1.2 Model Sensitivities
Transportation Investments & Policies NERPM-AB system is designed to be sensitive to a wide variety of transportation investments and policies. The model system incorporates representations of roadway and transit networks that can be easily configured to represent changes in network capacity or service provision. Detailed pathtype alternatives such as roadway toll and no-toll paths and transit submodes are explicitly represented in the model system. In addition, the model incorporates distributed values-of-time across the population, dependent of travel purpose, income and other factors, providing a more realistic representation of travelers’ willingness-to-pay. The model system’s explicit representation of each individual’s entire daily activity pattern also provides the opportunity to better represent the impacts of travel demand management scenarios.
It should be pointed out that in the NERPM-AB, the tolling capabilities are not activated. Therefore, there currently is no additional cost associated with the use of the managed lanes nor with any of the planned toll facilities. As additional data and funding sources become available, a tolling mechanism will be developed that is sensitive to the characteristics of the travel behavior in northeast Florida.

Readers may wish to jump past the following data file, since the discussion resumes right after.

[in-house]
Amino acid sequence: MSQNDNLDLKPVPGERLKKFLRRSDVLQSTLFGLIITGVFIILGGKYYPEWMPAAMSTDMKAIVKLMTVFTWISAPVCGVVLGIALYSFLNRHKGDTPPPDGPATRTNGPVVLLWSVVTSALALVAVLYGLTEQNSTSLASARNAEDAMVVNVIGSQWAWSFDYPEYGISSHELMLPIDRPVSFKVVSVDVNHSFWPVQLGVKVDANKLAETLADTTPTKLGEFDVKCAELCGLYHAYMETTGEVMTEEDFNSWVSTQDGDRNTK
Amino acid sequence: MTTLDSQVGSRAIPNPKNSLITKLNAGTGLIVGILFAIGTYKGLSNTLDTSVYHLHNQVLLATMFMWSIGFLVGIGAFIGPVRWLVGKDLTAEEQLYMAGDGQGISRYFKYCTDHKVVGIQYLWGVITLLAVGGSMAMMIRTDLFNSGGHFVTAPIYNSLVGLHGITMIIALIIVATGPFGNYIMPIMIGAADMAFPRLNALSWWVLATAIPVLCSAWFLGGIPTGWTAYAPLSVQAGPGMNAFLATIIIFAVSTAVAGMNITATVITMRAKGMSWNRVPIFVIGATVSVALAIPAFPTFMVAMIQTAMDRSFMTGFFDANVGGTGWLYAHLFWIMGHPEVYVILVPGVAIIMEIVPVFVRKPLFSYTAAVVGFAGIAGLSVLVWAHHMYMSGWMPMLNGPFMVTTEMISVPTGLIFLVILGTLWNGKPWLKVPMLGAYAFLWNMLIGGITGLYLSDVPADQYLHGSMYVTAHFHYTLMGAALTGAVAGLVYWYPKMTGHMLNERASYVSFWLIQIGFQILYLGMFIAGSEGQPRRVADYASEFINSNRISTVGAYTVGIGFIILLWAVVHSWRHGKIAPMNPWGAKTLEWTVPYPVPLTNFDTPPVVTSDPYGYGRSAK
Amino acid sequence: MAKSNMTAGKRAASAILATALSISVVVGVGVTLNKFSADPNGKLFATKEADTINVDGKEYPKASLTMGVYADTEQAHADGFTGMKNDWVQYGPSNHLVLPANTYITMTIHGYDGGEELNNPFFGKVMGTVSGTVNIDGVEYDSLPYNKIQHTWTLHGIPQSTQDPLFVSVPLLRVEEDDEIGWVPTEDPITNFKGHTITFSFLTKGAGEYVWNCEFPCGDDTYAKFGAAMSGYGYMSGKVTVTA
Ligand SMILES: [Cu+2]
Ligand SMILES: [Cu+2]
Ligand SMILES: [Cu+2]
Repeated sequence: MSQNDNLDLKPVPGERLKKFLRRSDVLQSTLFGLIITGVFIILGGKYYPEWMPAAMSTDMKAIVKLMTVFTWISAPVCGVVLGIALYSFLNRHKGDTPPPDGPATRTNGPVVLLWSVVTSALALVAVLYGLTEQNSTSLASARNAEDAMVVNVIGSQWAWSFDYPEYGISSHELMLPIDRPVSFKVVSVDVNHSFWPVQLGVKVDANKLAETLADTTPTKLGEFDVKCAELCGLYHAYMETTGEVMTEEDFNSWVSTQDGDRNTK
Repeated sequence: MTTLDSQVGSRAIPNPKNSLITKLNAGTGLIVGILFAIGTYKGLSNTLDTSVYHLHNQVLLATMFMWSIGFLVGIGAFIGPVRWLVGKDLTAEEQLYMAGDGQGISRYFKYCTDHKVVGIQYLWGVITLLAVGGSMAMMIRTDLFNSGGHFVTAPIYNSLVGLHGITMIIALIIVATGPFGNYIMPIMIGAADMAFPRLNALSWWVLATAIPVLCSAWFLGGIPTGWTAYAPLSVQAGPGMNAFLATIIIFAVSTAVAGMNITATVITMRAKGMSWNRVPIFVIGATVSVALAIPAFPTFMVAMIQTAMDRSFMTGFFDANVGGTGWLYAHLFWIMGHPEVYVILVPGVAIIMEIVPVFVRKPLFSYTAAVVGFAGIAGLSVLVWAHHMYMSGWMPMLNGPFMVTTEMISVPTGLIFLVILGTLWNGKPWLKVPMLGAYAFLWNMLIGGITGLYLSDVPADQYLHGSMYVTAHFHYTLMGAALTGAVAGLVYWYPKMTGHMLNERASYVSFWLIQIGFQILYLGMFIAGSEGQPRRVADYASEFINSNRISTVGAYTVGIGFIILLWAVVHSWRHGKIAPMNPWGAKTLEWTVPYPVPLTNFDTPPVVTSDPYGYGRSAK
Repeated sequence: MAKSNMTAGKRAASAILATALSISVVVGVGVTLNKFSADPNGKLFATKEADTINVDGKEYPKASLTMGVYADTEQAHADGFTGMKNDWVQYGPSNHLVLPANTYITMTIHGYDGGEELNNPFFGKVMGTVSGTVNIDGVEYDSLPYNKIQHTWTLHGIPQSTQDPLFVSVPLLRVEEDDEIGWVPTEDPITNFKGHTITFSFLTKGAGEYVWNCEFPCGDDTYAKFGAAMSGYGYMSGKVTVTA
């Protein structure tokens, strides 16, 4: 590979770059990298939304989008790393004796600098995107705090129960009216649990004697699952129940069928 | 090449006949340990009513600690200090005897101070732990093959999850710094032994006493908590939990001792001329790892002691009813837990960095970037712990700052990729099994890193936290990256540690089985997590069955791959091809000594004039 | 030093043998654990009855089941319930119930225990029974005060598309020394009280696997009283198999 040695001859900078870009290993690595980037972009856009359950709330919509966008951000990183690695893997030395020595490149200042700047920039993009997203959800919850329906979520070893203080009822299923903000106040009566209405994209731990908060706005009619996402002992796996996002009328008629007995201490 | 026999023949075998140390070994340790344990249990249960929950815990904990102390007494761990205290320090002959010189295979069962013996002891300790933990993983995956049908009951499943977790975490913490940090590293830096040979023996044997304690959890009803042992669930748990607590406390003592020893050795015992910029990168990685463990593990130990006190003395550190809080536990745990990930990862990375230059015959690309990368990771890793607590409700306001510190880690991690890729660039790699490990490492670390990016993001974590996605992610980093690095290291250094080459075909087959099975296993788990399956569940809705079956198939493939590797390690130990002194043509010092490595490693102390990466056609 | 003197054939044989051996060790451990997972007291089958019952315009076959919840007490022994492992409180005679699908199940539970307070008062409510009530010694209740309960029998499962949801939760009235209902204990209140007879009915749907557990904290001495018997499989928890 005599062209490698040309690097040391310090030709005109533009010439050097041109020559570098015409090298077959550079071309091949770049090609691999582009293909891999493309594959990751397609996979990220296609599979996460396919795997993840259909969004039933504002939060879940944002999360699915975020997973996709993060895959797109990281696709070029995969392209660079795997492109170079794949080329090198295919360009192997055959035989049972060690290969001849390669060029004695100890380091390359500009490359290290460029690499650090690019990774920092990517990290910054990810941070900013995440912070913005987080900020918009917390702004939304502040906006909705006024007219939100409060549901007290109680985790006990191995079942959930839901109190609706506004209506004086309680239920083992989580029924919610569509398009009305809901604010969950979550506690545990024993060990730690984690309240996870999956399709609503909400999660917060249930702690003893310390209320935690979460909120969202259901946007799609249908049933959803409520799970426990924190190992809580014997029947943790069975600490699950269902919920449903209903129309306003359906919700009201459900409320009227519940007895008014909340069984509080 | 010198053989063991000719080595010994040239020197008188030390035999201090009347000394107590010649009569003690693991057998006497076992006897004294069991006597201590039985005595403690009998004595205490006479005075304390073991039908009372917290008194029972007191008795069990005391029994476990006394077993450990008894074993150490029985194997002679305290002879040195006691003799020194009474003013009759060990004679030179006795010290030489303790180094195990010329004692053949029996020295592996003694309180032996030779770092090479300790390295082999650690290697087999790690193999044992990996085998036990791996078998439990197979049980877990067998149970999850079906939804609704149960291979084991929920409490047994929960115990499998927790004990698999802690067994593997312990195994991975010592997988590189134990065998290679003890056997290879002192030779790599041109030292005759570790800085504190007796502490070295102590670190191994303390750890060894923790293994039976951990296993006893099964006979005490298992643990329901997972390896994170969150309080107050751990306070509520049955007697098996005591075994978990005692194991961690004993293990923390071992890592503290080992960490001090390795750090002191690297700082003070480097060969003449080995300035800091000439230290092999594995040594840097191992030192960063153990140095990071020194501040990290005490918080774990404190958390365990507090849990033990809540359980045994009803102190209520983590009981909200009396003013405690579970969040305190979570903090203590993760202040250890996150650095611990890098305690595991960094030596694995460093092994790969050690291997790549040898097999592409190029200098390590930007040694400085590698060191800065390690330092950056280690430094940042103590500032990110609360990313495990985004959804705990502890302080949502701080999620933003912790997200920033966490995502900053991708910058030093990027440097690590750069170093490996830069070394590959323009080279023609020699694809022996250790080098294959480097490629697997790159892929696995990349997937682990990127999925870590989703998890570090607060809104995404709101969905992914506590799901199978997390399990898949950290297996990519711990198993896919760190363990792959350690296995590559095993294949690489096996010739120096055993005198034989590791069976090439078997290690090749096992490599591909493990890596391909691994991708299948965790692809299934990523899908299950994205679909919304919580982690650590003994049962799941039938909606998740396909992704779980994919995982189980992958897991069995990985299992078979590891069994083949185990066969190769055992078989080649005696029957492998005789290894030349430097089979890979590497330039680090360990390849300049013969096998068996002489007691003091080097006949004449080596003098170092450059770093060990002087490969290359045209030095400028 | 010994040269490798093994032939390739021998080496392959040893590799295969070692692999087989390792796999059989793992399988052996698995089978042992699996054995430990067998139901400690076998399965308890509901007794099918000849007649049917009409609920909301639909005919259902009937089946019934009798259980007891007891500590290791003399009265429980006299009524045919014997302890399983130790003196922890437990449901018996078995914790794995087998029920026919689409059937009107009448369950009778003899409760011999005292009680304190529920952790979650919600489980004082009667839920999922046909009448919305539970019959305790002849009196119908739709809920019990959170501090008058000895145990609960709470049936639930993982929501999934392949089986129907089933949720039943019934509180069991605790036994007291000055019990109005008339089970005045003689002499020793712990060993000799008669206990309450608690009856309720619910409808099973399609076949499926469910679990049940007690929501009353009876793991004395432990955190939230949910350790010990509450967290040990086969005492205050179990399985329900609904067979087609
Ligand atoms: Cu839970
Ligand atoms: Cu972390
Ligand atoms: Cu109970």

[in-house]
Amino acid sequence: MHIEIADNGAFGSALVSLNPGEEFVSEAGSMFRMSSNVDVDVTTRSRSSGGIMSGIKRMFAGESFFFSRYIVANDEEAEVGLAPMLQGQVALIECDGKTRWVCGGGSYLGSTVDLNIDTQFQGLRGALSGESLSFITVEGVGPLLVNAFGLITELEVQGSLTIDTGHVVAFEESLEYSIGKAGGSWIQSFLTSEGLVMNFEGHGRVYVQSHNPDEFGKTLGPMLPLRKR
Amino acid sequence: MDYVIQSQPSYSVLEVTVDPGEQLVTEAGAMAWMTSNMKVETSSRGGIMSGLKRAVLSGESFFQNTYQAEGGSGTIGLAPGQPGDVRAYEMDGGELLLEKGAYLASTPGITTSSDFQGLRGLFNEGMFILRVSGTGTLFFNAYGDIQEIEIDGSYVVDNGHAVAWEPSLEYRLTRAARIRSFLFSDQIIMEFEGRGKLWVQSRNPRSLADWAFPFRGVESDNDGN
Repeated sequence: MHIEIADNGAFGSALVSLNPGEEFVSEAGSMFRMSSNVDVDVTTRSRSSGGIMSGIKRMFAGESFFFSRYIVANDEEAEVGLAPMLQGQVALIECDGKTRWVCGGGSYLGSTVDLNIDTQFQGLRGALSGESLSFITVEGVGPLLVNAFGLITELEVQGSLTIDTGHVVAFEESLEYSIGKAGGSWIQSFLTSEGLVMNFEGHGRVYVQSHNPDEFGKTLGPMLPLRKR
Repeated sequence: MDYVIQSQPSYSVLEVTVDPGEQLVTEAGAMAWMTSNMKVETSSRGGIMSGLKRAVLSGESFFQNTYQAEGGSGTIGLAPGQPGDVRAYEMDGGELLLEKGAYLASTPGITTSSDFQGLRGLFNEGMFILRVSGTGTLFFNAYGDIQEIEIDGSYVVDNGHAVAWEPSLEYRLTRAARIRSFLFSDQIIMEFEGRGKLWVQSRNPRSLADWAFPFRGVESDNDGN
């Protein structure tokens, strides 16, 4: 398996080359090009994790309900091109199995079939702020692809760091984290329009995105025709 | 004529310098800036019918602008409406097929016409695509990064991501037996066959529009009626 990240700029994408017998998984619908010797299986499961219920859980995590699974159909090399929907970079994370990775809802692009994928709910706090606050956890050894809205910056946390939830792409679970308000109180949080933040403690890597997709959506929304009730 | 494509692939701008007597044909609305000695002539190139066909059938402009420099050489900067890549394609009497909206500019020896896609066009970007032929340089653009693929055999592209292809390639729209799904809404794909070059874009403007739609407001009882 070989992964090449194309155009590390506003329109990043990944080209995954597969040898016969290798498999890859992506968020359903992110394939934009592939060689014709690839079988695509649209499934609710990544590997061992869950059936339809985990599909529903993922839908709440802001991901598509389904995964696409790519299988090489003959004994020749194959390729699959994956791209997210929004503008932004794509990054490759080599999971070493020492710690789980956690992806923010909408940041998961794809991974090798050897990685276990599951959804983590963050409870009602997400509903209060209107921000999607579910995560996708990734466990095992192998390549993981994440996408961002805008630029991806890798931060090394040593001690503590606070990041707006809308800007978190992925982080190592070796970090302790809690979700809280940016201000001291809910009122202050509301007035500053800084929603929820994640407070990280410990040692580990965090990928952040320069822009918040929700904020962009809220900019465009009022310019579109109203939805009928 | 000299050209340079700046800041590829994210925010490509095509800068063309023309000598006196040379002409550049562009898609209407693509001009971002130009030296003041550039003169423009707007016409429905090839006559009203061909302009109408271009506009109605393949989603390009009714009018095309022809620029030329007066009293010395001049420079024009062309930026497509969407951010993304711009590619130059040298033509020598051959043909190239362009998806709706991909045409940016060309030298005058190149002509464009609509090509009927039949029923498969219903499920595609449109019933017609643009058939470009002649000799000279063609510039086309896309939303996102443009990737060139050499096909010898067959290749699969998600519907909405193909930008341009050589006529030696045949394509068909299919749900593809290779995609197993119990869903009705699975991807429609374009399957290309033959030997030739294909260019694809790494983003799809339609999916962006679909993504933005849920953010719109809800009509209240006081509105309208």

One of the distinguishing features of the NERPM-AB is the use of microzones as the basic spatial unit for generating travel demand. Use of this fine-grained geography, in conjunction with “all streets” based network impedances, provides the model with an enhanced ability to represent detailed urban form and land use characteristics that are particularly important when considering non-motorized travel such as walking and bicycling. In addition, the model predicts demand for seven different activity types using detailed land use information such employment by nine industrial sectors and enrollment by school type.
Socioeconomics & Demographics
NERPM-AB uses a “synthetic population” to predict individual and household level travel choices. The synthetic population is comprised of lists of households and persons that are based on observed or forecasted distributions of socioeconomic attributes and are typically created by sampling detailed Census microdata. These lists function as the basis for all subsequent choice making simulated in the activity-based model. Use of a disaggregate representation of the population reduces aggregation bias in the model system, and allows the model to more realistically incorporate the influence of socioeconomic and demographic information on individual and household travel choices.